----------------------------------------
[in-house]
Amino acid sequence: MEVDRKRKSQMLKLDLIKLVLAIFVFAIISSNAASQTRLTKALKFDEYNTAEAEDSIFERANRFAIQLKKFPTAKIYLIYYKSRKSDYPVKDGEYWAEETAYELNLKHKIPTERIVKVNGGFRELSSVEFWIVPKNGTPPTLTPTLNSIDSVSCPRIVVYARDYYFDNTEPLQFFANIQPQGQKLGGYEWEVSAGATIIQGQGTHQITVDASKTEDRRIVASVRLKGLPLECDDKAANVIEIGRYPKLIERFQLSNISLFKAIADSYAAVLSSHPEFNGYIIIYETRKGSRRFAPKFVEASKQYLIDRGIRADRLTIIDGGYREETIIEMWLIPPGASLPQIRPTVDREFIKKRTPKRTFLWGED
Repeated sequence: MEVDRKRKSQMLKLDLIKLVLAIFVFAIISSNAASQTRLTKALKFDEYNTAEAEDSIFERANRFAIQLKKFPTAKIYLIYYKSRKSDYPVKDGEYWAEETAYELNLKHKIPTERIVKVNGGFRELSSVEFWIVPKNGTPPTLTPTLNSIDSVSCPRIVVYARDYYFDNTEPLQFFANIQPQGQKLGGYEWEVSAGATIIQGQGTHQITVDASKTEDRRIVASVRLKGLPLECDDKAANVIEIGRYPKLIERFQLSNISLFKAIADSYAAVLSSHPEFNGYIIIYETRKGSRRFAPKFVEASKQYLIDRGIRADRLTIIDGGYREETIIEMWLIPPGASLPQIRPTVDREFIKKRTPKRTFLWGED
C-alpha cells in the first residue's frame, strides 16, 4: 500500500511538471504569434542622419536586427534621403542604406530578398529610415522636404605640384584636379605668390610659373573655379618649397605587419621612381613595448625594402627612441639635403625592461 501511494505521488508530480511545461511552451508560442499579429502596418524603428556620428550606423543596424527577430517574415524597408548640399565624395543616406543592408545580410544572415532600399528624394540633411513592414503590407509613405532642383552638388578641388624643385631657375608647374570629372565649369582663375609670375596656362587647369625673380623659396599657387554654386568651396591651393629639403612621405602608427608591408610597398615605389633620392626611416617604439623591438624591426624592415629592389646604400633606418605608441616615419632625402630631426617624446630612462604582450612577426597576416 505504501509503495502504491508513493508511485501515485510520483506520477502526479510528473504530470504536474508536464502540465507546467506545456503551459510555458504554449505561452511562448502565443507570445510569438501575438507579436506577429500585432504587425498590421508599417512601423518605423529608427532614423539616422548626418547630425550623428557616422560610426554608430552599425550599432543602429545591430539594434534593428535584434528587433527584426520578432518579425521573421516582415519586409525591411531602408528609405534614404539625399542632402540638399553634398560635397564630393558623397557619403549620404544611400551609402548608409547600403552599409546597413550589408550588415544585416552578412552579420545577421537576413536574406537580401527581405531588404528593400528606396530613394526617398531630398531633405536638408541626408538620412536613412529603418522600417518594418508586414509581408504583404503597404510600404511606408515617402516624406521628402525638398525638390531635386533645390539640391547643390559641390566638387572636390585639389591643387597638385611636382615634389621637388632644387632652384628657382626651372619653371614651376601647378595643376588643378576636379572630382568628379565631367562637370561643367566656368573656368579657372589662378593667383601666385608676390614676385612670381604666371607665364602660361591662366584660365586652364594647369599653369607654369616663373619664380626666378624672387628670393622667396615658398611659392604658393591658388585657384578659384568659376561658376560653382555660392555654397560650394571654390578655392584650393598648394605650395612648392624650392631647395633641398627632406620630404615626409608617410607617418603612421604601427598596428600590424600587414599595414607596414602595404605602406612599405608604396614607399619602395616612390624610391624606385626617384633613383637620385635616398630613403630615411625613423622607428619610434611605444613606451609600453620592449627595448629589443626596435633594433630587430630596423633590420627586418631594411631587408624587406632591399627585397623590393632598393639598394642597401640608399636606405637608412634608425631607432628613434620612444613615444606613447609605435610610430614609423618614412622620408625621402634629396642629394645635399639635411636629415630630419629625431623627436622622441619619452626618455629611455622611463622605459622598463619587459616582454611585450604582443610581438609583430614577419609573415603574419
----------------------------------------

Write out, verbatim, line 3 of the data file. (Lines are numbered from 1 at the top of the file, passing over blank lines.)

Repeated sequence: MEVDRKRKSQMLKLDLIKLVLAIFVFAIISSNAASQTRLTKALKFDEYNTAEAEDSIFERANRFAIQLKKFPTAKIYLIYYKSRKSDYPVKDGEYWAEETAYELNLKHKIPTERIVKVNGGFRELSSVEFWIVPKNGTPPTLTPTLNSIDSVSCPRIVVYARDYYFDNTEPLQFFANIQPQGQKLGGYEWEVSAGATIIQGQGTHQITVDASKTEDRRIVASVRLKGLPLECDDKAANVIEIGRYPKLIERFQLSNISLFKAIADSYAAVLSSHPEFNGYIIIYETRKGSRRFAPKFVEASKQYLIDRGIRADRLTIIDGGYREETIIEMWLIPPGASLPQIRPTVDREFIKKRTPKRTFLWGED